Tove Jansson was a Finnish writer, and will be familiar to readers of children’s fiction as the creator of the Moomins. They appeared in books and cartoons and then newspapers, eventually in 12 countries. They were so successful that Walt Disney wanted to acquire them. He was turned down. Tove Jansson was much more than the creator of a hippo-like family. She was also an artist and a writer of adult fiction, including The Summer Book, which has never been out of print since its publication in Swedish in 1972.
The Summer Book by Tove Jansson
While The Summer Book is fiction, it is evident that Tove Jansson drew on her experiences of summer living on an island in the outer archipelago in the Gulf of Finland, and on it a house and a niece called Sophia who has now grown up.
The grandmother, who is a sculptor, and her six-year-old granddaughter Sophia share their summer life in a series of episodes. The grandmother lives with a sharp awareness of nature: the sea, birds, the plants, the long summer days and the weather. And she encourages Sophia’s inclination to do the same.
The grandmother is not sweet or passive but an older woman acutely aware of her surroundings and herself. This old woman lives on her own terms. She is straightforward about pain, nature, what other people do. She has a strong sense of herself and is offended when she is ignored. She is stoic about her infirmities, frequently taking herself off to sleep. She is practical, creative and bolshie.
The book opens with a section called The Morning Swim:
It was an early, very warm morning in July, and it had rained during the night. The bare granite steamed, the moss and crevices were drenched with moisture, and all the colours everywhere had deepened. Below the veranda, the vegetation in the morning shade was like a rainforest of lush, evil leaves and flowers, which she had to be careful not to break as she searched. She held one hand in front of her mouth and was constantly afraid of losing her balance.
“What are you doing?” asked little Sophia.
“Nothing,” her grandmother answered. “That is to say,” she added angrily, ”I’m looking for my false teeth.”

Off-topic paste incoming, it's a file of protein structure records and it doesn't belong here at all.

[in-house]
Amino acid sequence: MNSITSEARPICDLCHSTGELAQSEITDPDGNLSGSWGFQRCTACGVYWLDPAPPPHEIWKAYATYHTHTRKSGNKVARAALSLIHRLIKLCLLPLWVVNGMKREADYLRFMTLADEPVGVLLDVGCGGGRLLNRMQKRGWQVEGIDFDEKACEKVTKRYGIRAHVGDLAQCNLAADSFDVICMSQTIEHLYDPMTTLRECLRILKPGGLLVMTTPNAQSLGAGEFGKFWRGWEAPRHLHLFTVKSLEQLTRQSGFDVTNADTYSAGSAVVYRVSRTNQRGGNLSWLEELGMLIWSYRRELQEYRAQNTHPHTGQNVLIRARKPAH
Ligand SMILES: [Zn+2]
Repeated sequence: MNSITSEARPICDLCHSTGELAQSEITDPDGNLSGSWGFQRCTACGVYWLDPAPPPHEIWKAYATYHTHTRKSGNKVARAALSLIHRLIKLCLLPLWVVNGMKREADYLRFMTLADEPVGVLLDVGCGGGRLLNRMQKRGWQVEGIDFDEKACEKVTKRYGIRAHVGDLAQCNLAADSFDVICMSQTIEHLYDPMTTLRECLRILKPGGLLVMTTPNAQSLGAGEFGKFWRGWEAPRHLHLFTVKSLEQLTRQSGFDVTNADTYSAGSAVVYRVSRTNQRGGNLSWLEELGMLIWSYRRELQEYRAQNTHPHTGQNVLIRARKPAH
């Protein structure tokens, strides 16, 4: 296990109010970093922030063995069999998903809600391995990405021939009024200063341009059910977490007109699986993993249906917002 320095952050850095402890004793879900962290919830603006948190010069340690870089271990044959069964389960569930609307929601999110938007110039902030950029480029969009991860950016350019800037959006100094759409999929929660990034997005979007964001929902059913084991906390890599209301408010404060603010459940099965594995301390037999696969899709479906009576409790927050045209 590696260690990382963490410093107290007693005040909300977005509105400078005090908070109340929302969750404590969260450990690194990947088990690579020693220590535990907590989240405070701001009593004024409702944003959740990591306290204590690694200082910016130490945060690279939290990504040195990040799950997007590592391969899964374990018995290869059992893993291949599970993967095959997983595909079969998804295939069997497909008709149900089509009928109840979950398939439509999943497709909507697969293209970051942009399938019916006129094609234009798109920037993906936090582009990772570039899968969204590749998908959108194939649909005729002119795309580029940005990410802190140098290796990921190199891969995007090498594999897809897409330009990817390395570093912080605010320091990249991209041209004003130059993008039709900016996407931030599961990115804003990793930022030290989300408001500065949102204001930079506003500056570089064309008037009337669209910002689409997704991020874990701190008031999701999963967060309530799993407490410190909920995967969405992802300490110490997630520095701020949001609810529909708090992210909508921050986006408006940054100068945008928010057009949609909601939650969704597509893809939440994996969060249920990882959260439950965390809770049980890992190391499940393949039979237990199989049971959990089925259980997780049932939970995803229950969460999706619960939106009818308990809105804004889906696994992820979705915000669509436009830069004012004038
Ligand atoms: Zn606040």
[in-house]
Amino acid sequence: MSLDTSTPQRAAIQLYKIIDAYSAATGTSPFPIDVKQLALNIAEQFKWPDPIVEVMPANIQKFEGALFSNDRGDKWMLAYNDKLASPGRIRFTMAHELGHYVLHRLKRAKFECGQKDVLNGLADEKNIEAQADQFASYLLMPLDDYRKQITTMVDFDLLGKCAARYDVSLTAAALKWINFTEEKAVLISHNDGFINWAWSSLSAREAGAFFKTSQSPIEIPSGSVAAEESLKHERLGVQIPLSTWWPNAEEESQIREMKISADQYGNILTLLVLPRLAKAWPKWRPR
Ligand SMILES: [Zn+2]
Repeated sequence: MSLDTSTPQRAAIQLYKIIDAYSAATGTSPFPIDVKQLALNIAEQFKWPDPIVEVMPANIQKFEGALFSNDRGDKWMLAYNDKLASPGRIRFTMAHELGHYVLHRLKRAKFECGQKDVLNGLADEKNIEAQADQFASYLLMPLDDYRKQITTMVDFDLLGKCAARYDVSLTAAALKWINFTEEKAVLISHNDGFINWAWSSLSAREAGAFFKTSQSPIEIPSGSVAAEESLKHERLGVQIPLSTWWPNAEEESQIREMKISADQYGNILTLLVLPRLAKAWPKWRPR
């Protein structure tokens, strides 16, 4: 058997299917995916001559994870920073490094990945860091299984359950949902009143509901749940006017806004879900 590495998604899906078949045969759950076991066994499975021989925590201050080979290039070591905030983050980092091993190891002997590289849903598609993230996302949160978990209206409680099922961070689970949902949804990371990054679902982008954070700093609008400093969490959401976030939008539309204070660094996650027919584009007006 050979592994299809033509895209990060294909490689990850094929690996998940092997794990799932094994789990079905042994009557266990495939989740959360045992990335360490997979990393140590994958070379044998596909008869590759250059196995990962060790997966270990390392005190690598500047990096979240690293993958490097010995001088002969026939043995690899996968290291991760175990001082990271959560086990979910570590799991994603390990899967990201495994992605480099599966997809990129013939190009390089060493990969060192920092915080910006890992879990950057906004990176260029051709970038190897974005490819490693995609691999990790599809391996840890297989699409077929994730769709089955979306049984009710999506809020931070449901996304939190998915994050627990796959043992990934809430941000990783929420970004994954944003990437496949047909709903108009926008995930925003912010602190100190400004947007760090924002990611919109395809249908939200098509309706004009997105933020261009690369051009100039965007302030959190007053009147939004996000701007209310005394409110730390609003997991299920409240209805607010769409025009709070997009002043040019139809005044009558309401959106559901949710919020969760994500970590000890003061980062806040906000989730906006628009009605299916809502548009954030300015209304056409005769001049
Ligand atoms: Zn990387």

The child came down from the veranda. “Where did you lose them?” she asked.
“Here,” said her grandmother. “I was standing right there and they fell somewhere in the peonies.” They looked together.
“Let me,” Sophia said. “You can hardly walk. Move over.” (p21)
This is a grandmother who takes children’s questions seriously, is herself fully alive, and not just shown as a person in relationship to others. Both Grandmother and Sophia suffer from jealousy, temper and disappointment. And they are generous with each other, as the scene with the false teeth shows. Like any friends, they dare each other to break the rules, argue and fall out, taunt and tease each other. And they turn to each other in time of need. In the most electrifying chapter in the book Sophia believes she conjures up a massive and frightening storm. She is distraught at what she has done and is only mollified when Grandmother claims responsibility. Sophie’s mother has recently died. They have adventures, and exchange observations on the world. They discuss death, heaven and hell, why a scolder died, share a terrible song about a cow pat, build a miniature palace, dodge sex education, and sometimes avoid each other. They are respectful of each other too in a way that is rare between adults and children.
The episodes pull you along, related in a calm, even voice, a little at a distance from the two main characters, which has a hypnotic effect. This distance may be just the effects of the translation from Swedish. It made me want to visit Finland again.
There is a plan to shoot an English film version of The Summer Book in Finland this summer, starring Julie Walters.
The Summer Book by Tove Jansson, first published in 1972. Translated from the Swedish by Thomas Teal and the English version is published by Sort of Books.
Posted by Caroline Lodge of Bookword